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Fun With Interiors

By Nadja Sayej


The Funny Farm on Scotch Mountain is not an asylum based in Candy Land (though, it very well could be). Instead, the retro and kitschadorned abode is a definite DIY masterpiece tucked away in the small-town ethers of Meaford, Ontario.

Home to impresarios Laura Kikauka and Gordon Monahan, their twostorey brick house is spooked out Brady Bunch style, with magic troll dolls lining their shelves, 1950s magazines plastering their ceiling and giant stuffed bananas hogging all the best spots on the couch. Strangely, every last bit of the secondhand wonders is fastidiously organized, as if an accountant went on an acid-tripped garage sale binge in Las Vegas.


It all started in 1986. Kikauka, an artist, was living on another farm with her family in Beaver Valley. Instead of seeing each room as a studio to make art in, the rooms became the works of art themselves. “I did installations in every room and called it the Funny Farm City,” she says. “Here at this farm on Scotch Mountain, the spirit relocated with me.”


Hinged from the two-storey house is an art studio crafted by Kikauka’s sci-fi novelist father. Built with improvised materials, concrete that has been poured on walls like icing over cupcakes and randomly placed windows to make what is now a cut and paste Bauhaus.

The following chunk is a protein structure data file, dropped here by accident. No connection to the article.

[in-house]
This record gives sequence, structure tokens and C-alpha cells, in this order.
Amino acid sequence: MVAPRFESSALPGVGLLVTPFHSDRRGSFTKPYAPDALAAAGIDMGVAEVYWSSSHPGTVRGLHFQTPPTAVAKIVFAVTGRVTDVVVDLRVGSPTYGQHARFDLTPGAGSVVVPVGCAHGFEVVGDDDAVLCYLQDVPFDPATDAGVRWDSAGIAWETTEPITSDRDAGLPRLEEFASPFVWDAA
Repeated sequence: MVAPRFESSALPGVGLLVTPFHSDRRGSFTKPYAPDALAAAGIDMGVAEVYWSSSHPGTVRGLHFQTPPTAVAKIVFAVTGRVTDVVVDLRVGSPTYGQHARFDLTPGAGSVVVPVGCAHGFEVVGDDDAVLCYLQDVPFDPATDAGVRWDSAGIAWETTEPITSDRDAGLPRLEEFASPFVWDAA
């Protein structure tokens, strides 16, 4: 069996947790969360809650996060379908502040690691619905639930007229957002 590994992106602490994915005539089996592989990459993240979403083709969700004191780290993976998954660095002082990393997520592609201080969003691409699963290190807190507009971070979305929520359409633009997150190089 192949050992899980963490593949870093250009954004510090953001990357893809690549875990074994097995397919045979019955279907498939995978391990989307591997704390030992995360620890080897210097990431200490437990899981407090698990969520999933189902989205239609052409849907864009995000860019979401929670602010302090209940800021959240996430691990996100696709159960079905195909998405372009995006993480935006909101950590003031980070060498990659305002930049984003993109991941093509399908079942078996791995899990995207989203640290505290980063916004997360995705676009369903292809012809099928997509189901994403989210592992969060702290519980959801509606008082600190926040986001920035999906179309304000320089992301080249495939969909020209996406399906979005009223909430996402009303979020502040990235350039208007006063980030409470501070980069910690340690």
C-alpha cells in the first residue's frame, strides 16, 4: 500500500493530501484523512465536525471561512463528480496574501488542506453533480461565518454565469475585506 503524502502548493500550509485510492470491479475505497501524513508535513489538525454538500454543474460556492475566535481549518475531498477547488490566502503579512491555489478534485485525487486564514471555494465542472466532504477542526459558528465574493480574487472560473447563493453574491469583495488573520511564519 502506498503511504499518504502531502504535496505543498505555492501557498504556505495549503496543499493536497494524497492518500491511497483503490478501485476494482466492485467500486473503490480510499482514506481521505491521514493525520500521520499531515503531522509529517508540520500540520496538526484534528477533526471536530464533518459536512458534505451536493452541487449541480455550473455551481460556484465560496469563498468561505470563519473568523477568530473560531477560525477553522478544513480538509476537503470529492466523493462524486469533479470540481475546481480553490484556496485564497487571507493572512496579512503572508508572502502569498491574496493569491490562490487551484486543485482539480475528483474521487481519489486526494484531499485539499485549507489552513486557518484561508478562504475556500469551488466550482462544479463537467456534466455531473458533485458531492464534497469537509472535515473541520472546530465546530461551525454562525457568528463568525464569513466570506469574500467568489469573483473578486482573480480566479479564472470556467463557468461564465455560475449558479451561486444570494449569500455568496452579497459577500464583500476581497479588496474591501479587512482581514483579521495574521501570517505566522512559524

The spectacle is all in the Red Room Love Den, a scorching Love Boat meets porn shop cheezefest where dildos sit alongside nude dolls propped in Playboy positions (lap dancers: eat your heart out). The lofty Record Room has slumping spongy couches and rows of records, while outside in the seafoam green trailer are Star Wars sleeping bags and mugs made from 8-balls. If you’re headed to the Funny Farm for their second-annual Electric Eclectics sound art and music festival (www.electric-eclectics. com) on August 3-5, wander into the backyard woods where oddball meets highbrow sculptures skulk along the 100 acres of property (heads up: one is in the outhouse).


“The best thing about Meaford is the affordable living,” says Kikauka. “Culture is not where you go, but where you make it.”


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